“Oh, you’re an English major. So do you want to be a teacher or something?”
This is the question I always receive when I reveal I actively choose to bury my face in novels and literary criticism all day. The answer is no, I don’t want to be surrounded by sticky fingers and pep rallies for the rest of my life.
Instead my response is, “I want to be a writer.”
This is a very allusive answer because we, as human beings, are all writers. We are constantly writing the subject lines in our emails, texting “I love you” to those we care for and tweeting underhanded jabs at snarky politicians.
I think writing is an important skill to acquire. It doesn’t just sit in a garage like those vintage automobiles people only drive on Sundays. It gets taken out for a spin daily, rain or shine.
And arguably, the best thing about being a writer is you’re able to express your own ideas in a creative manner. I could talk about how I believe banana peppers are going to be the new avocados in 2020, or how babies are actually born with this secret baby language where “gagaga” actually means the square root of pi.
In the eyes of its readers, writing can be right, wrong, weird, crazy, absurd, questionable, thought-provoking or all of the above. It’s all very subjective, and that’s where things get dicey.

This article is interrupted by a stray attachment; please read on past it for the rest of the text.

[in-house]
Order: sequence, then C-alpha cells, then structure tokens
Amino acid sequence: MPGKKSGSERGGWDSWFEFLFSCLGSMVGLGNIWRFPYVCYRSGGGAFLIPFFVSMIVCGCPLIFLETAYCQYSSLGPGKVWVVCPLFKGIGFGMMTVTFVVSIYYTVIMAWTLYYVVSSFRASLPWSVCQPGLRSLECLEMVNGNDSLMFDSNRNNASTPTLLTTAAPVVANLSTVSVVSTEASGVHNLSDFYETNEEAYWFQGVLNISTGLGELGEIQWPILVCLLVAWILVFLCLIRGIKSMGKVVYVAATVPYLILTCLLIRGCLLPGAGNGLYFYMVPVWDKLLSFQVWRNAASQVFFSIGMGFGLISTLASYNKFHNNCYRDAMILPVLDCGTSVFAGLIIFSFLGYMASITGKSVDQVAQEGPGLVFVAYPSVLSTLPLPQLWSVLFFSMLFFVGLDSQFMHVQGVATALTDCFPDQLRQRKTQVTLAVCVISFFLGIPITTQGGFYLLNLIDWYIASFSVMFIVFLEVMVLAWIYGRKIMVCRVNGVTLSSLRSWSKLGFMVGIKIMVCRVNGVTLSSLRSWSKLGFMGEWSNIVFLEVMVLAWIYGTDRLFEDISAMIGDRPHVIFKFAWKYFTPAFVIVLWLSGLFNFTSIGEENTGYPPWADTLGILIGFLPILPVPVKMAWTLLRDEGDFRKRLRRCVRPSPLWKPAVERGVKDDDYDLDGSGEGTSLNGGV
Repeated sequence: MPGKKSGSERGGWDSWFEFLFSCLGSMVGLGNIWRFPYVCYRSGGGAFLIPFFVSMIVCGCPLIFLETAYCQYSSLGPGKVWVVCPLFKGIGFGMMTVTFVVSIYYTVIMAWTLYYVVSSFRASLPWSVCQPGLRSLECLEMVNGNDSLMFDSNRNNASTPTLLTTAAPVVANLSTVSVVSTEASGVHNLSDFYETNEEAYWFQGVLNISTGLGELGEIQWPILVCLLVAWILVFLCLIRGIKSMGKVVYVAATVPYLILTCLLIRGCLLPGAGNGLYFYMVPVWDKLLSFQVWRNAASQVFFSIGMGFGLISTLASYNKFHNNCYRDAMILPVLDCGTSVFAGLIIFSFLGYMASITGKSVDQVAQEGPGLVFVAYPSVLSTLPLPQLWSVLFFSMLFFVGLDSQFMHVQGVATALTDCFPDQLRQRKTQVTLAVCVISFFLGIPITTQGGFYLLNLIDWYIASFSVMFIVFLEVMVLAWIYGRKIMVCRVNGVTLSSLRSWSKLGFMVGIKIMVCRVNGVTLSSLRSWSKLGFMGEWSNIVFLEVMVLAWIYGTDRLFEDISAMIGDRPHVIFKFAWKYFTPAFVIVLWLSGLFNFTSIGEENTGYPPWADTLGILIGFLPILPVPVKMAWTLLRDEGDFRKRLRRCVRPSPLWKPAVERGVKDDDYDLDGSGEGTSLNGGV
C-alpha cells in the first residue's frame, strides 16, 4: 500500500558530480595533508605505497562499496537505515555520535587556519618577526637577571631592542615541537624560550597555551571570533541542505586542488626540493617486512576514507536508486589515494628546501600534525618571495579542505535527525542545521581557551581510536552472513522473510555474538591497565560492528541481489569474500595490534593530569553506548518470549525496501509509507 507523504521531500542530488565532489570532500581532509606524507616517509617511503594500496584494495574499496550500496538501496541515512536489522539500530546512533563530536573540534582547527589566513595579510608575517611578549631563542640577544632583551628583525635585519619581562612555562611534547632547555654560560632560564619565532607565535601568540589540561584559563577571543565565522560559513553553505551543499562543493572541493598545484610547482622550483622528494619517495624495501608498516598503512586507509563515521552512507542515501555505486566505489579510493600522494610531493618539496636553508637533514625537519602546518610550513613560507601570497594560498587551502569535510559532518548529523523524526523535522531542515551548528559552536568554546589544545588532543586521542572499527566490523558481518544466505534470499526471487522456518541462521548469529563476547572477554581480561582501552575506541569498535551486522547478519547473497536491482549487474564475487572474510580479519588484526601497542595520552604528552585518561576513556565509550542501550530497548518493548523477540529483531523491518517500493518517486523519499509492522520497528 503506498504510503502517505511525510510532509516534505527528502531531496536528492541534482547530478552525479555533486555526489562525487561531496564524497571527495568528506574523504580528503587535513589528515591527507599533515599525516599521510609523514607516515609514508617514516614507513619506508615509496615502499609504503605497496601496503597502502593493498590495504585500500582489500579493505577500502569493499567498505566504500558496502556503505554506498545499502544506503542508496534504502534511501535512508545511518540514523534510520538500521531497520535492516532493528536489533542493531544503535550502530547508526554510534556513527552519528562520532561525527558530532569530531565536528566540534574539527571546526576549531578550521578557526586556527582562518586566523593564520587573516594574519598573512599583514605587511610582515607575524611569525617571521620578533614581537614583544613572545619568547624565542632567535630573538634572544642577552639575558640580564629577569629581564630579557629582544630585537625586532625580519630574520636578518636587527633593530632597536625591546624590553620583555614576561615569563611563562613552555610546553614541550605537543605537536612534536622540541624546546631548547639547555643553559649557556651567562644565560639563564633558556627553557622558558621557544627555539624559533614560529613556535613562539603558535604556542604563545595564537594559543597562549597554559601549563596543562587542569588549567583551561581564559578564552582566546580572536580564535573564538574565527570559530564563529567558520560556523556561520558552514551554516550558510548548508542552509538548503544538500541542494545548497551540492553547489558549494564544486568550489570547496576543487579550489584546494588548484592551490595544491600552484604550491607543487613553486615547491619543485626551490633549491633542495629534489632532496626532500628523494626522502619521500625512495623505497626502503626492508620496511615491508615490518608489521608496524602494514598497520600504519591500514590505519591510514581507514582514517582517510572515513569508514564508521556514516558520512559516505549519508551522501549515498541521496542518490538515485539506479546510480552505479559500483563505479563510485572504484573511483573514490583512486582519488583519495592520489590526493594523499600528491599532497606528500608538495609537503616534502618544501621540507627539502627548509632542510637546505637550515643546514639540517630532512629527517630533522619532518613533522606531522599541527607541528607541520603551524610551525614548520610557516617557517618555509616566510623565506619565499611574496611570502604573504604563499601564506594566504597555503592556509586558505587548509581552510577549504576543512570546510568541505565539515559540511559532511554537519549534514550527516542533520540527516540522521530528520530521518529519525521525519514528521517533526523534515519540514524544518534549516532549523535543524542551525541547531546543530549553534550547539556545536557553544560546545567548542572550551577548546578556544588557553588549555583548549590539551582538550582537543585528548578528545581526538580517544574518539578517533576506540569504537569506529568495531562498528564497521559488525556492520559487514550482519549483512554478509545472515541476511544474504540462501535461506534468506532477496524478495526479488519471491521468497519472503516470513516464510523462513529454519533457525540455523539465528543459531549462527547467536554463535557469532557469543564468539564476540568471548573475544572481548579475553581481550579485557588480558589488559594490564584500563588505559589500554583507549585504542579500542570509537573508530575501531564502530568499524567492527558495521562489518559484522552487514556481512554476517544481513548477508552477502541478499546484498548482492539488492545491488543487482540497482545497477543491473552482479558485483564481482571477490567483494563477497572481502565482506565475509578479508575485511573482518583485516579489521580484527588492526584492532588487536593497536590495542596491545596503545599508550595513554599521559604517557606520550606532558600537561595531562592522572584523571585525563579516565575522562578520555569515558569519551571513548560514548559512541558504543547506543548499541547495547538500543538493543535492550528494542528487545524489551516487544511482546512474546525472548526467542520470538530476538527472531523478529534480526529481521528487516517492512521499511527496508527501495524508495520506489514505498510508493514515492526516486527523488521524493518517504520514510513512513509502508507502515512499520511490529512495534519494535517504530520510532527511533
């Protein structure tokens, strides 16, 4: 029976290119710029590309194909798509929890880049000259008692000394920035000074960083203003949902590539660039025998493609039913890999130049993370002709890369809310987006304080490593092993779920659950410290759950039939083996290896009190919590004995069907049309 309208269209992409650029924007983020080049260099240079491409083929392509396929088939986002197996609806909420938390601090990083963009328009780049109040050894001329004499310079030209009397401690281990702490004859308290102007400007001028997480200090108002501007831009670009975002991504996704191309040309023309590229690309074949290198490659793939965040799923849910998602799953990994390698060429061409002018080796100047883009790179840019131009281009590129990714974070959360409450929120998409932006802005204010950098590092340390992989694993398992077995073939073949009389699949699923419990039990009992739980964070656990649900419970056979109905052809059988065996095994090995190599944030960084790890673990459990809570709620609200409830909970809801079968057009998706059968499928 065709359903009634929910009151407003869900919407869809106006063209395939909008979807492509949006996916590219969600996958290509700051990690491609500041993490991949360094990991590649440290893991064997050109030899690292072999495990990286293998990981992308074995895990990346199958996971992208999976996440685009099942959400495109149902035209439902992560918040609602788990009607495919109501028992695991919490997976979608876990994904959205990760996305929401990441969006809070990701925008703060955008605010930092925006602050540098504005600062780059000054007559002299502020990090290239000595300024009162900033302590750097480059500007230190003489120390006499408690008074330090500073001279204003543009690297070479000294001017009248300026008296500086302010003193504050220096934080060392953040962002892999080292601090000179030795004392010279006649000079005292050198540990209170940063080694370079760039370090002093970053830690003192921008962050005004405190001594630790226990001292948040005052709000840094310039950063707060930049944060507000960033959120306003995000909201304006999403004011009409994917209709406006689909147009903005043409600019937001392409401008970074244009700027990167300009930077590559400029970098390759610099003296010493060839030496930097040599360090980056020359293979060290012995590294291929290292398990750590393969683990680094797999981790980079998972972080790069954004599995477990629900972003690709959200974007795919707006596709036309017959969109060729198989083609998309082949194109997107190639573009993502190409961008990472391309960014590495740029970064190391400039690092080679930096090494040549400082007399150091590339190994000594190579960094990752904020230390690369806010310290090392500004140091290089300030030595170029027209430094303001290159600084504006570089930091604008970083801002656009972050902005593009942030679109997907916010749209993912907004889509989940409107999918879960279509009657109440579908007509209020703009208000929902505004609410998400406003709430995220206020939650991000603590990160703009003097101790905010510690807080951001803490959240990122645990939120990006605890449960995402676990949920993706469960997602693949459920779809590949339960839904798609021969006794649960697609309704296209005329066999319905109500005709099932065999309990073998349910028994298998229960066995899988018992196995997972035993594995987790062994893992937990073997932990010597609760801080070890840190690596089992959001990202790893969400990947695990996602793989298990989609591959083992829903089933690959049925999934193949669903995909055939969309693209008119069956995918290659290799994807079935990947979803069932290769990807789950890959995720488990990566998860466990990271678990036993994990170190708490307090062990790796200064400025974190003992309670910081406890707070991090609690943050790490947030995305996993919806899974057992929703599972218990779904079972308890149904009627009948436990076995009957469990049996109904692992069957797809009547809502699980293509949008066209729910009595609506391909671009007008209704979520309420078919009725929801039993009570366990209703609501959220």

Personally, I enjoy editorial freedom — the ability to say things I want when I want with the semi-important licensed authority of an almost-baccalaureate student. This is why I enjoy writing for the Indiana Daily Student opinion section.
I have my own voice. Maybe I talk a little bit too much about silly things like the Kardashian-Jenners or weekly doses of millennial technology, but those are the things that interest me. And if they interest you then, hey, let’s throw ourselves a parade because we match and it wasn’t on Tinder.
Although being a writer comes with a few triumphs, it also has its many flounders. While the stereotype of the parched alcoholic writing poetic prose through the early hours of dawn isn’t exactly true, I find all writers become slightly manic due to copious amounts of lukewarm coffee and whatever snack has become a vice over the years. For me, it’s Cheez-Its.
The key to being your best authorial self is to edit, edit, edit. Many times I have lacked this tenacity and have sent in my work unedited, where “public affairs” takes an inappropriate “pubic” turn. Don’t be that guy.
Another thing I’ve learned through writing at the IDS is the editors are not going to be as nice as your mother. They won’t make your eggs just the way you like them or drive you to school as your own personal chauffeur.
Instead, they will coerce you into using fewer commas, more sources and language with less frivolity.
Criticism is good for your bones. It’s like whole milk but for grown-ups — don’t drink it because you have to, drink it because it will make you better.
Lastly, if something gets edited in a way you don’t enjoy, then deal with it. Deadlines are more sensitive than sunburned skin after spring break. Next time, apply some sunscreen and read over your work five more times. It makes a world of a difference.
This article was originally published as a column for the Indiana Daily Student on 24 March 2016.